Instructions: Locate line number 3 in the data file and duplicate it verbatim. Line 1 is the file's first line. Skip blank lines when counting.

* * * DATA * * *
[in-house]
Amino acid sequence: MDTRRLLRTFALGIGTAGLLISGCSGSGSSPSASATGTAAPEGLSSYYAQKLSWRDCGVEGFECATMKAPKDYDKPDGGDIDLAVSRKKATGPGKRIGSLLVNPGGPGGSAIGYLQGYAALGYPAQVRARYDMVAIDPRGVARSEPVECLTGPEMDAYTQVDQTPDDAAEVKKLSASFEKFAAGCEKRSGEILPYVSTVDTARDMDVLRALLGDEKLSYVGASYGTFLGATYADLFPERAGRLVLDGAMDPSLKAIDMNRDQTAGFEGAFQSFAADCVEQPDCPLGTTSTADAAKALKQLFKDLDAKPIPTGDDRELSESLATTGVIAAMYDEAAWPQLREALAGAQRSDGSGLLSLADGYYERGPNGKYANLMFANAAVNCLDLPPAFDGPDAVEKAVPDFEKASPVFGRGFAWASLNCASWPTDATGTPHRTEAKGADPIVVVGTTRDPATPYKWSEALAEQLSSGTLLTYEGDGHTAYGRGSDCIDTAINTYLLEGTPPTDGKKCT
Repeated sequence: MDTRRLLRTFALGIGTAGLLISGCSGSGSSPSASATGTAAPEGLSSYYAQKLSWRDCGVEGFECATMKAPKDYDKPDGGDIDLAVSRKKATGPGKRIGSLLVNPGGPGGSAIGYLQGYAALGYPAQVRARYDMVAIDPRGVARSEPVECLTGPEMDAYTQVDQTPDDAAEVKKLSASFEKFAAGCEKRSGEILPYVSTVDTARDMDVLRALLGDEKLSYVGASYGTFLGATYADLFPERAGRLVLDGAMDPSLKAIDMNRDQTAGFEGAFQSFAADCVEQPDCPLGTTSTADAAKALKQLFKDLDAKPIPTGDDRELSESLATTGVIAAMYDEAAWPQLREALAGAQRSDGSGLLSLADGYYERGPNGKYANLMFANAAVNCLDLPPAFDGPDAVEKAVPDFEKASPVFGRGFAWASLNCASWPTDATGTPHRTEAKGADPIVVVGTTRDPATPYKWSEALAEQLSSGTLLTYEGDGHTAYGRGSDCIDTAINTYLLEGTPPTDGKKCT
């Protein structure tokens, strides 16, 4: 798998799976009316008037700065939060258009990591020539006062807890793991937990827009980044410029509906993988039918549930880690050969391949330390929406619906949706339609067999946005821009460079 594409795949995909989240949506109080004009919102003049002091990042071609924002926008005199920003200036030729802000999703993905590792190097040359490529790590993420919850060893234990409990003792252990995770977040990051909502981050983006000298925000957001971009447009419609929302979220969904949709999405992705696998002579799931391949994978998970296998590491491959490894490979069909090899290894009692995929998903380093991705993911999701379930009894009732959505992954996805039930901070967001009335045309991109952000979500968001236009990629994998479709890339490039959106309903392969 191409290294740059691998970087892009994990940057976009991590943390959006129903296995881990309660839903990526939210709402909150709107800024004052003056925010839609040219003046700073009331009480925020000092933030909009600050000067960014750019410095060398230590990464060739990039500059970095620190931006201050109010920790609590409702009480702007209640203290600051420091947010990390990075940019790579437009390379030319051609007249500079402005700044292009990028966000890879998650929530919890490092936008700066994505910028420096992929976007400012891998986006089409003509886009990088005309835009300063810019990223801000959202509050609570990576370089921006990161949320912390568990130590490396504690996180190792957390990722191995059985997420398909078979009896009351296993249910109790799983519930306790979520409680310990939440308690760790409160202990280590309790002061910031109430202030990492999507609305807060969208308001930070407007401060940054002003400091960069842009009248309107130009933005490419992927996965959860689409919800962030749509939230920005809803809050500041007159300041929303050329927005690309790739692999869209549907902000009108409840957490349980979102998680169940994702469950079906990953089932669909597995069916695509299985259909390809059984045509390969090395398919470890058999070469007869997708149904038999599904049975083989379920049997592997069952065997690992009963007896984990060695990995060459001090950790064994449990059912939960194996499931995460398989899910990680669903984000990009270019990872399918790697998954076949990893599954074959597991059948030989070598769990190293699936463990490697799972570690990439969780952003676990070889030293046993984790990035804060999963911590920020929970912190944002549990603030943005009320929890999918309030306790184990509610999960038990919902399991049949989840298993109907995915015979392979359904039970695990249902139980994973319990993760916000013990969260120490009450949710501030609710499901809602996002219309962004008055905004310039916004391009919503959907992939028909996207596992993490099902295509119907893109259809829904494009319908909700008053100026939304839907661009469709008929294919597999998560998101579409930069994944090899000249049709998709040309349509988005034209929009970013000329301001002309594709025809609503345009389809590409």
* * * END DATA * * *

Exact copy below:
Repeated sequence: MDTRRLLRTFALGIGTAGLLISGCSGSGSSPSASATGTAAPEGLSSYYAQKLSWRDCGVEGFECATMKAPKDYDKPDGGDIDLAVSRKKATGPGKRIGSLLVNPGGPGGSAIGYLQGYAALGYPAQVRARYDMVAIDPRGVARSEPVECLTGPEMDAYTQVDQTPDDAAEVKKLSASFEKFAAGCEKRSGEILPYVSTVDTARDMDVLRALLGDEKLSYVGASYGTFLGATYADLFPERAGRLVLDGAMDPSLKAIDMNRDQTAGFEGAFQSFAADCVEQPDCPLGTTSTADAAKALKQLFKDLDAKPIPTGDDRELSESLATTGVIAAMYDEAAWPQLREALAGAQRSDGSGLLSLADGYYERGPNGKYANLMFANAAVNCLDLPPAFDGPDAVEKAVPDFEKASPVFGRGFAWASLNCASWPTDATGTPHRTEAKGADPIVVVGTTRDPATPYKWSEALAEQLSSGTLLTYEGDGHTAYGRGSDCIDTAINTYLLEGTPPTDGKKCT